In all tort matters, an injured party must allege wrongdoing as a basis for recovery. In personal injury cases, an allegation of negligence is sufficient to show wrongdoing. In order to successfully prove negligence, several elements must be met. These elements are as follows:
Proving the defendant had a duty is the first step in successfully asserting a negligence claim. A duty arises when a person is obligated to act according to a particular standard of conduct to prevent injury. The standard of conduct varies and is dependent on the type of relationship the parties have. In some instances, such as cases involving medical malpractice, there is a greater level of care.
If there is a determination that there was no legal duty in effect, a claim for negligence will fail. A party may not be held negligent where there was not any legal duty to act. If a duty exists under the law, the next inquiry is whether a breach occurred.
In instances where there is a legal duty to act, a person must act in accordance with the relevant standard of care. In order to prove there was a breach, an injured party must show that the defendant failed to exercise reasonable care in fulfilling their duty under the law.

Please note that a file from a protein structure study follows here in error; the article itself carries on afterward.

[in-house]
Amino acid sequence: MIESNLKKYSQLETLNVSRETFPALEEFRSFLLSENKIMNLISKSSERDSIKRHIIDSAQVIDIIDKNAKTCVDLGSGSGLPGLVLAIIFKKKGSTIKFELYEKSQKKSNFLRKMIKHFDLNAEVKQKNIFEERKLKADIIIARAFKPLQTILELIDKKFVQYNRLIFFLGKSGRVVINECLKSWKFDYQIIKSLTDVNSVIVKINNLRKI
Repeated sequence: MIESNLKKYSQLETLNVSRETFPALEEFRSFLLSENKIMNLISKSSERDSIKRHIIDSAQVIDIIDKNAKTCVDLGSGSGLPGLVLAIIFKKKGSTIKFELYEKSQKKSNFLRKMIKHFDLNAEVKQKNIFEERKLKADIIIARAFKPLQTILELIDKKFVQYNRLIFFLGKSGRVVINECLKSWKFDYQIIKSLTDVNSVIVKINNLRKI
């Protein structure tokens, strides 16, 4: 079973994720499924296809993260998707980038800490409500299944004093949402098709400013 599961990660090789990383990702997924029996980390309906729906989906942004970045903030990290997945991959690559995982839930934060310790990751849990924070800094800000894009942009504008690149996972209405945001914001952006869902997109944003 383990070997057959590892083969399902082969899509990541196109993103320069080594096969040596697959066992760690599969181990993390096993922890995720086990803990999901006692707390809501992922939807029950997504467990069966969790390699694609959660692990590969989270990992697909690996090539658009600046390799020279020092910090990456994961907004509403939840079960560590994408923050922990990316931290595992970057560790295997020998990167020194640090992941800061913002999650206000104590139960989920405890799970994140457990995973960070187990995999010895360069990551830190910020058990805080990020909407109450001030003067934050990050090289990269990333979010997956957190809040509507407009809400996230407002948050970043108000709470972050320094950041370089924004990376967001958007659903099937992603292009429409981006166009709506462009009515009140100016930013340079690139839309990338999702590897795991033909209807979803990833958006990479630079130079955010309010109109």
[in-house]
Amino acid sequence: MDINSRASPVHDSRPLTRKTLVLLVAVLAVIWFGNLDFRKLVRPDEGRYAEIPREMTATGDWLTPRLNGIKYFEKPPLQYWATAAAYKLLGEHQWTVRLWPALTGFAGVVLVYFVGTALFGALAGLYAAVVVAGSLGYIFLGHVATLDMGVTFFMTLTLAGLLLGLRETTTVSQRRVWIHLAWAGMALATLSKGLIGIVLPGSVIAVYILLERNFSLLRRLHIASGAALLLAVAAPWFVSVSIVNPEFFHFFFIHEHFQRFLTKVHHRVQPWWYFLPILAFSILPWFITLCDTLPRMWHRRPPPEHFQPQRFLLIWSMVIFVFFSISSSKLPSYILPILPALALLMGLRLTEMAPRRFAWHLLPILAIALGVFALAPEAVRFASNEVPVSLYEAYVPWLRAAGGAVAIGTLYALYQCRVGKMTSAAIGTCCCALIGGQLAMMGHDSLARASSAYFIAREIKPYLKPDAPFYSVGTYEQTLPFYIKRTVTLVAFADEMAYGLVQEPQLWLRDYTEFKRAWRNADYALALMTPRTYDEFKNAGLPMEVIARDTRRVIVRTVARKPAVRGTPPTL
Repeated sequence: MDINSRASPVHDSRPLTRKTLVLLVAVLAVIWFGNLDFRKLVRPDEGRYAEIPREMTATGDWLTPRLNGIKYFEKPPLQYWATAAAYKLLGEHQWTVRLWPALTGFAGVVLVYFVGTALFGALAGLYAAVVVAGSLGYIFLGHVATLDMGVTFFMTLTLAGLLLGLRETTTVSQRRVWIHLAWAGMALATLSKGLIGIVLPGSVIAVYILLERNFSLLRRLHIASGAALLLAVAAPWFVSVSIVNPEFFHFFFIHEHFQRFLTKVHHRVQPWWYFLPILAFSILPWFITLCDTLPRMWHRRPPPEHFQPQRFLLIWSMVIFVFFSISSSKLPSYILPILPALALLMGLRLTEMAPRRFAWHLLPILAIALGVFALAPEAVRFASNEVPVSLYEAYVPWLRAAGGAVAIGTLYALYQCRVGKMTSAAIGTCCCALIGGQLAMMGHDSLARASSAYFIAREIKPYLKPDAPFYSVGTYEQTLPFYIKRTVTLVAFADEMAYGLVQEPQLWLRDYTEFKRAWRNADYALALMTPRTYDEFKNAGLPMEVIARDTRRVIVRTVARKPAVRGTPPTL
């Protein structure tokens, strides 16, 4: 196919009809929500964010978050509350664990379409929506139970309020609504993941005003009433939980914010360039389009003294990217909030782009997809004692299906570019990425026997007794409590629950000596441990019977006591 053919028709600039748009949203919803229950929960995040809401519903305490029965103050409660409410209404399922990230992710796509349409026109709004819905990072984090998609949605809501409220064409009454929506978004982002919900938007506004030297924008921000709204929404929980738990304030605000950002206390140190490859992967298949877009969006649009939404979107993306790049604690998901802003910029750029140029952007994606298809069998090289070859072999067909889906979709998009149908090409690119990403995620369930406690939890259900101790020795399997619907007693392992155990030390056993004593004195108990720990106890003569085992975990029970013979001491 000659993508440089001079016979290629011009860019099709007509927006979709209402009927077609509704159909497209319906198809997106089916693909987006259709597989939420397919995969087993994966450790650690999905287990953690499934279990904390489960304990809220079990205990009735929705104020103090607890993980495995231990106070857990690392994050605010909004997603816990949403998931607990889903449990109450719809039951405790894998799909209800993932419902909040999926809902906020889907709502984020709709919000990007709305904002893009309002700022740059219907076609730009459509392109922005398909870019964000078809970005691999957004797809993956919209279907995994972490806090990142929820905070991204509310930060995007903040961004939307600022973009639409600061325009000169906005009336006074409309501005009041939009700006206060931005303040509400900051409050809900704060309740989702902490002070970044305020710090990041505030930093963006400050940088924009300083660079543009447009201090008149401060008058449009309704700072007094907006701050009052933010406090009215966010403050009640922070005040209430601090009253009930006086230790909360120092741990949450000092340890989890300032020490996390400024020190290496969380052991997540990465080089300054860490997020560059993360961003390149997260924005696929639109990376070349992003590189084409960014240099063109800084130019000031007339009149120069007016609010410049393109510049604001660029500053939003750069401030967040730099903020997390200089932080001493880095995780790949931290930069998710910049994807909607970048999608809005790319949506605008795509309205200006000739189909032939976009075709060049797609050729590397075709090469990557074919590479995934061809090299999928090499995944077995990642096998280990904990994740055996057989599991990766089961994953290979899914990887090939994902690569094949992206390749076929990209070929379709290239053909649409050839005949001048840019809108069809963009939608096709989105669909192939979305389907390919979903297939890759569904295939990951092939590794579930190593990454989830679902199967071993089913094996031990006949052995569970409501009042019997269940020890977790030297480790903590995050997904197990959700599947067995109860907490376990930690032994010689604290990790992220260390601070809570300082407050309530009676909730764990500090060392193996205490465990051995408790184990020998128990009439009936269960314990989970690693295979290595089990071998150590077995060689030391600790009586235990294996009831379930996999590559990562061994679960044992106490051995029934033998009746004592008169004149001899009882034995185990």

Proving the defendant breached their legal duty is another essential requirement. The jury has the ultimate responsibility of deciding whether a duty has been breached. The determination of a breach is highly dependent on the facts and circumstances of each case.
After an injured party proves the defendant had a duty and breached that duty, there must be a showing of causation. Causation exists when a plaintiff proves that a breach caused their injuries. To successfully prove causation in Georgia, there must be a showing of actual cause and proximate cause.
Actual cause is an assertion that the breach was the actual reason injuries occurred. This is sometimes referred to as “but for” causation. Under an actual cause theory, the plaintiff is essentially asserting that but for the defendant’s breach the injury would not have occurred.
Proximate cause looks at a particular chain of events. A defendant may only be held responsible for a breach if the injury was a foreseeable result of such breach.
After proving duty, breach, and causation a plaintiff must assert some sort of damage. It is not enough to assert negligence without damages. A plaintiff may only recover if they prove that there are actual damages. In personal injury cases it is critical to show that there was some form of bodily harm due to defendant’s negligence.
Contact Us for Advice
If you believe you may have a claim for negligence, contact the attorneys at 1Georgia Injury Lawyers, PLLC. We will meet with you to evaluate your case. Careful consideration must be given to the facts and circumstances of a particular matter as one missing element can be fatal to your claim. If you have a valid claim for damages due to the negligence of another, we will work with you to determine the best course of action that will meet your needs.